While You Were Sleeping, Republicans Hid Their Latest Attempt to Take Away Your Health Care Inside a Tax Bill

The GOP knows sunlight is the best disinfectant, which is why Republicans released their most treasured, yet least popular legislation at 10pm on Tuesday. At least that's what happened with their idea for a repeal of Obamacare's individual mandate, which House Republicans conveniently nestled inside their tax plan.


Decades and millions of news cycles ago, they might have gotten away with it, but in the age of Twitter, activists were immediately on high alert, updating their messaging to tie a harmful—yet opaque and complex—tax bill to an issue the resistance already has some experience fighting for: health care.

Progressive groups have spent weeks developing a push against the legislation, but the new attack on health care means that groups like ADAPT, which advocates for Americans with disabilities, and Little Lobbyists, which fights for children with complex medical conditions, can add faces—a human touch—to the story of the threat the bill poses.

Enraged but energized, the Tax March, Indivisible, MoveOn, and other groups staged a rally outside Capitol Hill Wednesday morning, promising, as MoveOn’s Ben Wikler put it, “When you come for our health care, we come for your jobs."

House Democrats also struck back at the attempt to repeal the Affordable Care Act’s requirement that all Americans have health insurance. According to analysis from the Congressional Budget Office, at least 13 million Americans would lose health insurance within 10 years without the mandate, and countless more would see their premiums rise by 10 percent.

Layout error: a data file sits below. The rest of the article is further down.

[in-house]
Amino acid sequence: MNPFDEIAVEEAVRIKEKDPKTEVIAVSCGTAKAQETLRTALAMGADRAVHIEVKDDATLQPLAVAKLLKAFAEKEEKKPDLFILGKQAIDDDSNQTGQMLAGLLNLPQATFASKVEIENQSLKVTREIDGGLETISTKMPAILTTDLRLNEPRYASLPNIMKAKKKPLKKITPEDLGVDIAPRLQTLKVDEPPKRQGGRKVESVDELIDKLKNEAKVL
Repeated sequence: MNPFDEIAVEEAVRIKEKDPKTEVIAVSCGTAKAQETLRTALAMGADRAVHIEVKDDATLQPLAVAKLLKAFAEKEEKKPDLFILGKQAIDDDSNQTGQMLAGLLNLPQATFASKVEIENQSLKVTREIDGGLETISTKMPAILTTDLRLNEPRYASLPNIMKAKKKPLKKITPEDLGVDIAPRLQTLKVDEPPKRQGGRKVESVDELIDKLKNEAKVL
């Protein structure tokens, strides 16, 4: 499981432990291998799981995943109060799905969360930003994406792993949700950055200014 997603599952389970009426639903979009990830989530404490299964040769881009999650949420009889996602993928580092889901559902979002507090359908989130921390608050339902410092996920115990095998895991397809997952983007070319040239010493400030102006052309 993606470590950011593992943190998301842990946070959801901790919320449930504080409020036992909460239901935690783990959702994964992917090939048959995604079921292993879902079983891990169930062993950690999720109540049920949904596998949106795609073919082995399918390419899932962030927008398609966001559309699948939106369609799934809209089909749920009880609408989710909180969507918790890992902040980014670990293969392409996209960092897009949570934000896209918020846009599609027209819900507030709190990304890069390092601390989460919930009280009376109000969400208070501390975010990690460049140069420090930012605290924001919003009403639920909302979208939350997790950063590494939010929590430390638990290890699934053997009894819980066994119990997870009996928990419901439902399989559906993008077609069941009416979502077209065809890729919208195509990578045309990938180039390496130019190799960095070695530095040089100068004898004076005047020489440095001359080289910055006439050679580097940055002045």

“This bill seems to get worse by the hour,” Senator Ron Wyden of Oregon told the New York Times. “This is not just another garden-variety attack on the Affordable Care Act; this is a repeal of that law.”

Senator Claire McCaskill of Missouri was even blunter in an exchange with Sen. Orrin Hatch, the Chair of the Senate Finance Committee. After Hatch tried to claim there were no cuts to Medicaid in the bill, McCaskill countered: “Where do you think the $300 billion is coming from? Is there a fairy that's dropping it on the Senate? The money you're spending is coming out of Medicaid."

So far, the Tax Plan isn't doing well in the court of public opinion, according to the latest Quinnipiac poll. Only 25 percent of respondents approved of the plan, 61 percent think it only benefits the wealthy, and only 16 percent think it will reduce their taxes. It remains to be seen what Paul Ryan and Mitch McConnell will do to sweeten the deal for lawmakers on the fence. Activists aren't taking any chances. Indivisible is continuing to update its Trump Tax Scam toolkit, and everyone is encouraged to call both their House and Senate reps to turn the tide. 

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